Scooter and Skipper at the Roman Colosseum

by Con Chapman

           Italy is shopping for a corporate sponsor to shell out $33 million to refurbish the 2,000-year-old Colosseum. 


                                                           Bloomberg News


We were bogged down in traffic as we approached the stadium, but we eventually found a lot where we could park our chariot—for 30 denarii!—while we took in the one game we can afford to attend each year.

“The Lions stop the Saints runner for no gain.”

“The Lions are gonna kill the Saints!” Scooter, the older of my two boys said, taunting Skipper, the other.  Skip is two years younger than his brother, and instinctively roots for the underdog because of all the noogias he has had to endure over the course of his childhood.

“I wouldn't be so sure,” Skip says as he shuffles his holy cards and puts them back in his pocket.  “St. Ignatius of Antioch gained 200 yards last time these two teams met.”  I'm proud of the way Skip uses cold, hard-headed statistical analysis to back up his emotional attachment to his team.

We make our way into the Colosseum—excuse me, its the Prince Spaghetti Colosseum now—and take in the beauty of Italy's national pastime; sadistic cruelty to wacko religious cults.

“Dad, can we get autographs?” Scooter asks.

St. Ignatius of Antioch, sacked by Lions' defenders.

“Sure, sure,” I say, happy that my boys are into sports and not drunken Bacchic orgies like so many of their friends.  “Just be careful.  If a lion grabs your program—let him have it.”

“Okay, dad.”  He takes off for the Lions dugout, where along with hundreds of other kids he extends his scorecard or a statue of a saint for a pawprint that he will treasure for the rest of his youth, then sell for big bucks when his wife tells him to get rid of all his sports memorabilia when he gets married.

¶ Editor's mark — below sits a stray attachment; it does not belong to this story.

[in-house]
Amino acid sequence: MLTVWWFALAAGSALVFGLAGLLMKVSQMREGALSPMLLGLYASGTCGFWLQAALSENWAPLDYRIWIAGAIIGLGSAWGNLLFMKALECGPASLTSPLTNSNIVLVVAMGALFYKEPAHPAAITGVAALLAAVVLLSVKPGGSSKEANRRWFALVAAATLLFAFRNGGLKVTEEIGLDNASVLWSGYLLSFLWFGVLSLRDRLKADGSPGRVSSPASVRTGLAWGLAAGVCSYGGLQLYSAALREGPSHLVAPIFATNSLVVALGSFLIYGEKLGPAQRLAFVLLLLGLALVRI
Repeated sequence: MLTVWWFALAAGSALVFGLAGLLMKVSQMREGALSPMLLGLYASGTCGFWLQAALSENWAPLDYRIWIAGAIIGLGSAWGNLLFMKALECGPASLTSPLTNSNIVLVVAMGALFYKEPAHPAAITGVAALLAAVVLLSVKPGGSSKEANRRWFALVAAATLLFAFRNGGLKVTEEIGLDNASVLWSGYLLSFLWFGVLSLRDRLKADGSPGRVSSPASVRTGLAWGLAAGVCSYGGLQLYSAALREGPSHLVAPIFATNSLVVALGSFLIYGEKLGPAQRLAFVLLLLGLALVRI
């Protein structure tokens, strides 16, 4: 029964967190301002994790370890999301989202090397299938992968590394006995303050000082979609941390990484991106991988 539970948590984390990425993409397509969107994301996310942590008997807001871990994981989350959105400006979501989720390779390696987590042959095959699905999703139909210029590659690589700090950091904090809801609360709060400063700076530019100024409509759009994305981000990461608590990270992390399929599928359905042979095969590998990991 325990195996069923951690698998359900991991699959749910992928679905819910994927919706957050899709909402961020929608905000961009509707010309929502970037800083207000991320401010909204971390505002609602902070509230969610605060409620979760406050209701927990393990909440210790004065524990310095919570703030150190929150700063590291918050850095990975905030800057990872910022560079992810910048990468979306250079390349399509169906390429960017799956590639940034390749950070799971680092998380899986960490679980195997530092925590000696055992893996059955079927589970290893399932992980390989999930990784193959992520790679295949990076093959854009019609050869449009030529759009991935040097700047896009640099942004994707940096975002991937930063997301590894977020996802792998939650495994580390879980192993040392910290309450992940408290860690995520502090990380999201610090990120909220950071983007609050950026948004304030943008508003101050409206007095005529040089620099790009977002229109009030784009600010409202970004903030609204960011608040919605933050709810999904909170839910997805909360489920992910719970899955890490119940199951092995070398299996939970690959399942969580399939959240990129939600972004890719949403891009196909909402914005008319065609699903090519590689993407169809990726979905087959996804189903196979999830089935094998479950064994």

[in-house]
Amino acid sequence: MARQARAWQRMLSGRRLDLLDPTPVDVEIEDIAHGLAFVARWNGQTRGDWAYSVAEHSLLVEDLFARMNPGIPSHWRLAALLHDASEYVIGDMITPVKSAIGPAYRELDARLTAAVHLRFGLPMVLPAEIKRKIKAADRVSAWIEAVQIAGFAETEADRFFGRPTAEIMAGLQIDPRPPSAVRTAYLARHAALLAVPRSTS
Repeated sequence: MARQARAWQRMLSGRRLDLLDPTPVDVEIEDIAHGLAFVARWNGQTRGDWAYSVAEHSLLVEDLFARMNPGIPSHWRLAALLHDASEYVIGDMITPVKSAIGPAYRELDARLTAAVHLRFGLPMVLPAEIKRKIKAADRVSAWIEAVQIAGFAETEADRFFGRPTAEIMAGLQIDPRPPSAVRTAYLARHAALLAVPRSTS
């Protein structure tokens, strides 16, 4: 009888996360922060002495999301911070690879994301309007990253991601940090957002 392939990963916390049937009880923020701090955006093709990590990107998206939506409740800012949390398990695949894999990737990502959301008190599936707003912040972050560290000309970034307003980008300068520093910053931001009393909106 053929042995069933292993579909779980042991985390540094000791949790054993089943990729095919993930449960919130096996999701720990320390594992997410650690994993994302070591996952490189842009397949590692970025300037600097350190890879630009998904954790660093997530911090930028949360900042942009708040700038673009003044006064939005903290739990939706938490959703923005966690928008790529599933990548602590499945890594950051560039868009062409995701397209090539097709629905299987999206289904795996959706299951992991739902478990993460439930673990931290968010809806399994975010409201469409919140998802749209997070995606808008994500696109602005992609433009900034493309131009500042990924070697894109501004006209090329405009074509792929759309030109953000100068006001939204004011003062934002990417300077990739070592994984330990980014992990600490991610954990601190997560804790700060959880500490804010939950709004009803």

“Please Mr. Lion—sign mine!”

Skipper is his usual, quiet self.  “Dad, I'm going down to the Saints dugout, okay?”

“Okay,” I say.  The Saints have been on a terrible losing streak, but Skip never gives up on them.  They're the Chicago Cubs of the Italian Martyrs League.  Always the bridesmaids—in fact, always the mangled and mauled bridesmaids—and never the bride.  I think it builds character to stick with an underperforming religious franchise that has little hope of ever displacing paganism.

I watch him hold out his Holy Cards, hoping to get a martyr's autograph.  The Saints are strangely calm, given the fate that awaits them; another loss, and none of them with guaranteed contracts.

Scooter returns from his quest with just a few scratches on his arm, and two “pawtographs” of key Lions' players.  There's Aslan Gryphon, a #1 draft pick who the martyr pages are calling a real animal, and Leo Kefir, a big cat who's in the twilight of a career that has him on the verge of breaking Lionel Simba's all-time record of 714 devoured Christians.

Skipper returns to our seats and the Saints begin their slow, dejected march to the center of the field.

“Monotheism sucks!” Scooter yells along with all the other Lions' fans.

“Scoot—watch your language,” I caution him.

“But everybody else says it,” he says, a bit confused.

“That doesn't mean your mother and I will let you talk that way.”

“How come we can't come to the games more often?” Skipper asks.

“Well, it's expensive.  Lions fans want to have the best team, but that costs money.  That's why they're taking on corporate sponsors and selling ads,” I say as I point to the walls festooned with banners pitching razor blades, wine and chariot tires.

“That's not fair,” Skipper says, sensing the injustice of a system that's skewed to favor big-market teams like the Lions over small but growing franchises whose fans hang on through millenia of lean times with cult-like tenacity.  “They ought to have revenue-sharing.”

“Skip, in case I haven't told you before, it's time I broke the news to you,” I say with resignation.  “Life is unfair.”

“Yeah, the Lions always win because they're better,” Scooter says with the contemptuous tone of a first-born front runner.

“Well, Scoots,” I say, putting my arm around him as I always do when I'm about to give him painful but true fatherly advice that he'll promptly ignore, “the race isn't always to the swift.”

“What do you mean?” he asks, a look of consternation in his eyes.

“I think it's a pretty safe bet that in 2,000 years the Lions will be on the endangered species list, while the Saints will be the third-largest landholder in the world after a company called Starbucks and a former cable TV magnate named Ted Turner.”

“Really?” Skip asks, a glimmer of hope breaking through the fog of despair that has hung over his favorite team for as long as he can remember.

“Yep, and the Saints will be led by an overpaid manager who wears a funny hat.”